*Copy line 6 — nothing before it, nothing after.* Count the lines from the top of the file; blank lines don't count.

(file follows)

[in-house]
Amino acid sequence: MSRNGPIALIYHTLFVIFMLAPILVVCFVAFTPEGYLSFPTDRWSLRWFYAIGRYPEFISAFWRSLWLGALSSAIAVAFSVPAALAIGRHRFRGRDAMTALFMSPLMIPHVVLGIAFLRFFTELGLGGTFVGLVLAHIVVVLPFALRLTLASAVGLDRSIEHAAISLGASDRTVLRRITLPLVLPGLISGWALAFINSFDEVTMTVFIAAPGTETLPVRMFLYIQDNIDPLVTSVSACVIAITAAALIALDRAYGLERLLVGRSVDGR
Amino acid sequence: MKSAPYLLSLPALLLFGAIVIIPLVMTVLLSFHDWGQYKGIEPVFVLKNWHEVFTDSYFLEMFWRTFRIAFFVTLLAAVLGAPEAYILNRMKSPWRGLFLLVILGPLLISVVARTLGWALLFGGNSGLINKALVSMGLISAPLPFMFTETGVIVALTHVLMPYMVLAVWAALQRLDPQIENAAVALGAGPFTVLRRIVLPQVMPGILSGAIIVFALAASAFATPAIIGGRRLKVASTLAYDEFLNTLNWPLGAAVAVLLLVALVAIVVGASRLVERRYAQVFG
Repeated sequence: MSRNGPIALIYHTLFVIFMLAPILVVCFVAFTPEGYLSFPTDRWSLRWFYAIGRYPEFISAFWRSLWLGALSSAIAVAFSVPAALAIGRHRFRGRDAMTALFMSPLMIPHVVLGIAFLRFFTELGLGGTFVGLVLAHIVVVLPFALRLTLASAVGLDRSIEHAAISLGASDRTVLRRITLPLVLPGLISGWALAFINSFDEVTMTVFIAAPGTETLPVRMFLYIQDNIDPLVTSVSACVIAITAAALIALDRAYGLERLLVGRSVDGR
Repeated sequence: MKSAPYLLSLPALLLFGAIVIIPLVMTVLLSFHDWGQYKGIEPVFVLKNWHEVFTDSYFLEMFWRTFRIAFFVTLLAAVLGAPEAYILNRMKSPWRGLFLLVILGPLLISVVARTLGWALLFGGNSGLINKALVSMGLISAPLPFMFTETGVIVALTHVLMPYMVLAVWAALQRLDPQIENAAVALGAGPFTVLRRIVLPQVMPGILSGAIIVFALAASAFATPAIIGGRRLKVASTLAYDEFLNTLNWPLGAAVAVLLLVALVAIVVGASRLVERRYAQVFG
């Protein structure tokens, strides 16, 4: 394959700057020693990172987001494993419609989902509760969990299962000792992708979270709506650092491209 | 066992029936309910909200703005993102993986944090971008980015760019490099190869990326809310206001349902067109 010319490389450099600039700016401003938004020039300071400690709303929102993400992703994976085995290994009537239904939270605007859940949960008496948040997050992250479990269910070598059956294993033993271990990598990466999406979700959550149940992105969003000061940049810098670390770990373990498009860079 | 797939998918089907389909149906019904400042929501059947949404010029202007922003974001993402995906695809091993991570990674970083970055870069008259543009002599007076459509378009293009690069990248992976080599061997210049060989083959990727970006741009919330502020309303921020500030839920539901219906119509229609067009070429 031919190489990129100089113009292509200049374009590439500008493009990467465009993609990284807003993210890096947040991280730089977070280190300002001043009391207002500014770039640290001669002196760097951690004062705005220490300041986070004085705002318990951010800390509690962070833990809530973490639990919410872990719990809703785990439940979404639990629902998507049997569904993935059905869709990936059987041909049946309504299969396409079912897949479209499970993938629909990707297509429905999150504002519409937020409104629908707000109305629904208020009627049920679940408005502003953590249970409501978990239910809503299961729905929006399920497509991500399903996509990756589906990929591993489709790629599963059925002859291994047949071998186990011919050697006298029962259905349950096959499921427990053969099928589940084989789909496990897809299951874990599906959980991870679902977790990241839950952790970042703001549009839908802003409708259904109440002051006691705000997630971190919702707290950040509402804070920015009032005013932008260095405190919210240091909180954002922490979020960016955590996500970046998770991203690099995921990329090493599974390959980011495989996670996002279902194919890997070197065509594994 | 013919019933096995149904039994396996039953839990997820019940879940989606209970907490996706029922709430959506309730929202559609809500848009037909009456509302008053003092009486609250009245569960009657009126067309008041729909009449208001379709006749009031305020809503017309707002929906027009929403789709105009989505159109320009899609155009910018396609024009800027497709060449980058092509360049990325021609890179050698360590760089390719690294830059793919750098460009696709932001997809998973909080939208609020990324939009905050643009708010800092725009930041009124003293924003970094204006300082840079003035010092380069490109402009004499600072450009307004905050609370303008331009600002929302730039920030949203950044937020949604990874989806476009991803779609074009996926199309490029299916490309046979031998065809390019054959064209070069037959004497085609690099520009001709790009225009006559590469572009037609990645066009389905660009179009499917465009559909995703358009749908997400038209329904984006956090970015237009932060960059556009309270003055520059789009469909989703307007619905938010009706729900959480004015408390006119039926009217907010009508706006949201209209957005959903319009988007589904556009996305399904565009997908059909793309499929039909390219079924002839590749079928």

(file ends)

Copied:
């Protein structure tokens, strides 16, 4: 394959700057020693990172987001494993419609989902509760969990299962000792992708979270709506650092491209 | 066992029936309910909200703005993102993986944090971008980015760019490099190869990326809310206001349902067109 010319490389450099600039700016401003938004020039300071400690709303929102993400992703994976085995290994009537239904939270605007859940949960008496948040997050992250479990269910070598059956294993033993271990990598990466999406979700959550149940992105969003000061940049810098670390770990373990498009860079 | 797939998918089907389909149906019904400042929501059947949404010029202007922003974001993402995906695809091993991570990674970083970055870069008259543009002599007076459509378009293009690069990248992976080599061997210049060989083959990727970006741009919330502020309303921020500030839920539901219906119509229609067009070429 031919190489990129100089113009292509200049374009590439500008493009990467465009993609990284807003993210890096947040991280730089977070280190300002001043009391207002500014770039640290001669002196760097951690004062705005220490300041986070004085705002318990951010800390509690962070833990809530973490639990919410872990719990809703785990439940979404639990629902998507049997569904993935059905869709990936059987041909049946309504299969396409079912897949479209499970993938629909990707297509429905999150504002519409937020409104629908707000109305629904208020009627049920679940408005502003953590249970409501978990239910809503299961729905929006399920497509991500399903996509990756589906990929591993489709790629599963059925002859291994047949071998186990011919050697006298029962259905349950096959499921427990053969099928589940084989789909496990897809299951874990599906959980991870679902977790990241839950952790970042703001549009839908802003409708259904109440002051006691705000997630971190919702707290950040509402804070920015009032005013932008260095405190919210240091909180954002922490979020960016955590996500970046998770991203690099995921990329090493599974390959980011495989996670996002279902194919890997070197065509594994 | 013919019933096995149904039994396996039953839990997820019940879940989606209970907490996706029922709430959506309730929202559609809500848009037909009456509302008053003092009486609250009245569960009657009126067309008041729909009449208001379709006749009031305020809503017309707002929906027009929403789709105009989505159109320009899609155009910018396609024009800027497709060449980058092509360049990325021609890179050698360590760089390719690294830059793919750098460009696709932001997809998973909080939208609020990324939009905050643009708010800092725009930041009124003293924003970094204006300082840079003035010092380069490109402009004499600072450009307004905050609370303008331009600002929302730039920030949203950044937020949604990874989806476009991803779609074009996926199309490029299916490309046979031998065809390019054959064209070069037959004497085609690099520009001709790009225009006559590469572009037609990645066009389905660009179009499917465009559909995703358009749908997400038209329904984006956090970015237009932060960059556009309270003055520059789009469909989703307007619905938010009706729900959480004015408390006119039926009217907010009508706006949201209209957005959903319009988007589904556009996305399904565009997908059909793309499929039909390219079924002839590749079928």